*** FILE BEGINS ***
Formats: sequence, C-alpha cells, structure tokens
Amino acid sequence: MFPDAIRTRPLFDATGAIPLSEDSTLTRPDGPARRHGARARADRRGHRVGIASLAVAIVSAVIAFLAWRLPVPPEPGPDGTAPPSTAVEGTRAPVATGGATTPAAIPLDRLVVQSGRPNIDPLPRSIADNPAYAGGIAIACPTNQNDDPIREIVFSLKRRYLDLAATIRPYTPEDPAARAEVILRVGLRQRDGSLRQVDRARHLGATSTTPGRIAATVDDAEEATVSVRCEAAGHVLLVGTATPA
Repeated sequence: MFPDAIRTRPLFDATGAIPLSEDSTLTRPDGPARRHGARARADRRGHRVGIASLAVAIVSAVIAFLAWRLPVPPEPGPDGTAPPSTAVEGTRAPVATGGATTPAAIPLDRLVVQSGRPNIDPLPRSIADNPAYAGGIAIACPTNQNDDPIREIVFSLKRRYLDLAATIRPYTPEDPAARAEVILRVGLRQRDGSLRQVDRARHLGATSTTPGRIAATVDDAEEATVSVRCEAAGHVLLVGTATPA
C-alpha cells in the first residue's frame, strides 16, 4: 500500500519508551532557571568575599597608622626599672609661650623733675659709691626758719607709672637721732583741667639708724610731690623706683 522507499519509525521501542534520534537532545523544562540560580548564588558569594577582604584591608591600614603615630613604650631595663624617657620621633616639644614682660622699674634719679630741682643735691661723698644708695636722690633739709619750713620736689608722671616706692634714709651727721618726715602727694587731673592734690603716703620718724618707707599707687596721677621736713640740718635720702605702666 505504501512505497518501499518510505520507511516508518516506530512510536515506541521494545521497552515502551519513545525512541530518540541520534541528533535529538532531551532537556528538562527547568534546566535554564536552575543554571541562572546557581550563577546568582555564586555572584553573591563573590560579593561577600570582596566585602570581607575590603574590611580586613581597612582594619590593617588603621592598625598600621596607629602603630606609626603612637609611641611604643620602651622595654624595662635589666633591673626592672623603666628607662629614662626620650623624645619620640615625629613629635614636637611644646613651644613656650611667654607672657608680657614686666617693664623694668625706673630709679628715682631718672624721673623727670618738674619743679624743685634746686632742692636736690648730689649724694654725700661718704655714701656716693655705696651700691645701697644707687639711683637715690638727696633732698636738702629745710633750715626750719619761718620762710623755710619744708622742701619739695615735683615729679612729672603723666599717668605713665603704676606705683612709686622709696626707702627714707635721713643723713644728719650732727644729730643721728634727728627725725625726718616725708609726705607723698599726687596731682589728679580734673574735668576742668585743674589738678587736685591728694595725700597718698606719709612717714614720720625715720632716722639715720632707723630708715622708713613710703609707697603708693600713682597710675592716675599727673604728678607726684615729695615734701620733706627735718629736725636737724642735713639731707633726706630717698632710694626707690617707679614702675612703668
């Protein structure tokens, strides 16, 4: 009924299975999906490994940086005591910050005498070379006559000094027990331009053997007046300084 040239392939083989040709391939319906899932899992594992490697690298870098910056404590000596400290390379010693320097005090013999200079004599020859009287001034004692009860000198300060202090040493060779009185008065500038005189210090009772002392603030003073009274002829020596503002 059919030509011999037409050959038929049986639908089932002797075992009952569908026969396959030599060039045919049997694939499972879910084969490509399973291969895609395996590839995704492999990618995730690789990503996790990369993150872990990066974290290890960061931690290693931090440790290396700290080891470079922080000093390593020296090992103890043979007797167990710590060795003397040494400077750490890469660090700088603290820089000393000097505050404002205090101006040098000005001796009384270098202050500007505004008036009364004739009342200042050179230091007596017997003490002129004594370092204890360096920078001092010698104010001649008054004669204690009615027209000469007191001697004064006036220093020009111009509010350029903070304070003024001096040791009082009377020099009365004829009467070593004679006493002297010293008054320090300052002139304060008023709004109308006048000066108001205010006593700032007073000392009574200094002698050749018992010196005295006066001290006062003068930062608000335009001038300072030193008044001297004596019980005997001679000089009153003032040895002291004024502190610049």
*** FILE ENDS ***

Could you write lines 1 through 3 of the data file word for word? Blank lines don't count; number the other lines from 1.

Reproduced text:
Formats: sequence, C-alpha cells, structure tokens
Amino acid sequence: MFPDAIRTRPLFDATGAIPLSEDSTLTRPDGPARRHGARARADRRGHRVGIASLAVAIVSAVIAFLAWRLPVPPEPGPDGTAPPSTAVEGTRAPVATGGATTPAAIPLDRLVVQSGRPNIDPLPRSIADNPAYAGGIAIACPTNQNDDPIREIVFSLKRRYLDLAATIRPYTPEDPAARAEVILRVGLRQRDGSLRQVDRARHLGATSTTPGRIAATVDDAEEATVSVRCEAAGHVLLVGTATPA
Repeated sequence: MFPDAIRTRPLFDATGAIPLSEDSTLTRPDGPARRHGARARADRRGHRVGIASLAVAIVSAVIAFLAWRLPVPPEPGPDGTAPPSTAVEGTRAPVATGGATTPAAIPLDRLVVQSGRPNIDPLPRSIADNPAYAGGIAIACPTNQNDDPIREIVFSLKRRYLDLAATIRPYTPEDPAARAEVILRVGLRQRDGSLRQVDRARHLGATSTTPGRIAATVDDAEEATVSVRCEAAGHVLLVGTATPA